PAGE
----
In Praise

I love that Infinite is another game in which you see the behind the scenes stuff of how the city works - things that you become so familiar with when just wandering around and that you interact with, like vending machines are subsequently seen being built in the Fink Industries levels. If you go into the large zeppelins which have been shooting at you, you see the bullets waiting there to be loaded into the guns; before witnessing the Vox Populi uprising you have already seen the segregation and oppression at work - you see how the world all connects together and this just makes it all the more believable and is especially interesting when the world contains many elements that aren't otherwise common to our own everyday existence. The original Bioshock and Portal 2 did this particularly on the level of the physical machines that make up the world and although I wouldn't want to see it in every game, it's a neat way to go about things.

In Praise

That opening. A glorious hour or so I spent of just exploration and soaking in the atmosphere, culture and workings of Columbia and entering into the story. There was all the intrigue provided by the posters; what different groups of passers-by were talking about; the technology on show; and seeing various monstrosities of man and machine for the first time. The fairground was a masterstroke in terms of providing an optional and fun tutorial. I kind of just wanted to stay in this zone for longer, and yes, that first dose of violence was a bit of a shock.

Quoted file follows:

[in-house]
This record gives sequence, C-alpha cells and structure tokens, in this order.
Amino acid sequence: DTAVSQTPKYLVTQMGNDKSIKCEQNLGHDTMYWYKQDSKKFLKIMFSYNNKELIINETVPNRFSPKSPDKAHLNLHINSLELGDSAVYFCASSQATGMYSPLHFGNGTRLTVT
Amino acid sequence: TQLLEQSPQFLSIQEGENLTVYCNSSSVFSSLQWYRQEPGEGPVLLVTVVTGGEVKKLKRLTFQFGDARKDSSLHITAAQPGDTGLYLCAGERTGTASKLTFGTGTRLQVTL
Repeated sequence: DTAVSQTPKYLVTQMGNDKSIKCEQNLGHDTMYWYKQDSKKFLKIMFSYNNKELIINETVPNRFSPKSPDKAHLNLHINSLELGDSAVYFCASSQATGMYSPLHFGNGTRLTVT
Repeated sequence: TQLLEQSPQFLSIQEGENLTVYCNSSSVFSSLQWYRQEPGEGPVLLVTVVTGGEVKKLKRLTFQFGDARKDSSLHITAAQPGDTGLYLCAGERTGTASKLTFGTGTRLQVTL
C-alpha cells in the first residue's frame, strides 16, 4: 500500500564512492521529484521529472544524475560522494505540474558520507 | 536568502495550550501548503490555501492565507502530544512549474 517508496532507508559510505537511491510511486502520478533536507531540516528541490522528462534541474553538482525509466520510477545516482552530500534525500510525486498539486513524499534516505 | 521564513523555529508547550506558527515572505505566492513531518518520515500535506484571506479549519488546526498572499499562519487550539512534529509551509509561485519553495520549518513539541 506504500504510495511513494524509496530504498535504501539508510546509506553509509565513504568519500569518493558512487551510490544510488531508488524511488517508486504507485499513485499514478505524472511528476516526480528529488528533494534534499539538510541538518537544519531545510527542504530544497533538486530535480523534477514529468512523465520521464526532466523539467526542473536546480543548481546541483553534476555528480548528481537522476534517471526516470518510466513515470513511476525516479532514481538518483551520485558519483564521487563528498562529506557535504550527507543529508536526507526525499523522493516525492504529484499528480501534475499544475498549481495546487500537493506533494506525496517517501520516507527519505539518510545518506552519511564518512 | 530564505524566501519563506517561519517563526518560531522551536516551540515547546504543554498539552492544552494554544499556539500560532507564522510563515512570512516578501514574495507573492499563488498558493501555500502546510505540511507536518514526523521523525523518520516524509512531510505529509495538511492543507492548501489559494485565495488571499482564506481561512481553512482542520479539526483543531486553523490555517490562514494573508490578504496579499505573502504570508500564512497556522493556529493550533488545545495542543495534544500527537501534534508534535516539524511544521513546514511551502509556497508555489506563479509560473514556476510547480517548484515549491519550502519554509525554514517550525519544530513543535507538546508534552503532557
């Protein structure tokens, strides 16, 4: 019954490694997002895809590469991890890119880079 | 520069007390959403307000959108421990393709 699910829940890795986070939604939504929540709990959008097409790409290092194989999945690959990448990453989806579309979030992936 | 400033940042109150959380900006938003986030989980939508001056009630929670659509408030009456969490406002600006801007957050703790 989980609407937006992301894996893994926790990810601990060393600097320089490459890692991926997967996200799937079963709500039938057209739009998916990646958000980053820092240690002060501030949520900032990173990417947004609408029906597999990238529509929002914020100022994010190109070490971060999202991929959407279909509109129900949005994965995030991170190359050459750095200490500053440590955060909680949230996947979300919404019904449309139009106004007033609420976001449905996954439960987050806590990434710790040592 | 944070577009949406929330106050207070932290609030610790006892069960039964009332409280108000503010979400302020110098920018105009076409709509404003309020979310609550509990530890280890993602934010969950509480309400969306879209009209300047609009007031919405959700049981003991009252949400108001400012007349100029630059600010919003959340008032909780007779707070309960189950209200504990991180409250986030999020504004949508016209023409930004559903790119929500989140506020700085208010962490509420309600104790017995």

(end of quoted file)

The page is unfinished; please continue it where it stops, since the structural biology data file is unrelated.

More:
In Search of Greater

In contrast to the first Bioshock it was a delight to have ordinary citizens of this place still wondering around and going about their business for a fair bit of the game. Walking into Fink Industries and seeing prospective workers haggling by offering to give their services in performing particular tasks within a progressively lower time allotment or hearing snippets of dialogue as you passed by groups on the sun-drenched beach really added to things. It helped the place to feel alive. But obviously so much more could be done to add to this (and obviously it requires so much development time to achieve this). It doesn't help that the use of same repeated faces feels quite pronounced but these are largely cardboard cut-out people that stay static in their location and don't react as you might expect they would to your presence. I'd like to see how a greater sense of ordinary (or less ordinary) life taking place within a gameworld and greater AI agency for more characters could really add to an experience that a game can craft.

In Praise

Once I started to use the skylines for getting about in the larger combat scenarios such as in the Shanty Town it really was thrilling. I probably never fully managed the smoothness or tried out the inventiveness that this system of mobility offered but the small glimpses of I got were highly memorable and enjoyable.

In Search of Greater

The journey had a number of emotional peaks, often dark ones, throughout it and many of those brought you closer to Elizabeth and meant that you had shared these intense experiences together. So there was some jarring when Elizabeth repeated a chirpy line about being able to easily pick locks right after the denouement of one of these moments. There needed to be a change reflected within her demeanour at those points even if she was to occasionally return to that same chirpiness a bit after that. I heard a lot of praise for Spec Ops: The Line in this regard, with the characters responding differently to situations with their voiced lines the further into that game you got and I can only wonder how that greater believability from Elizabeth's reactions could have elevated her still further in terms of the impact of playing alongside her.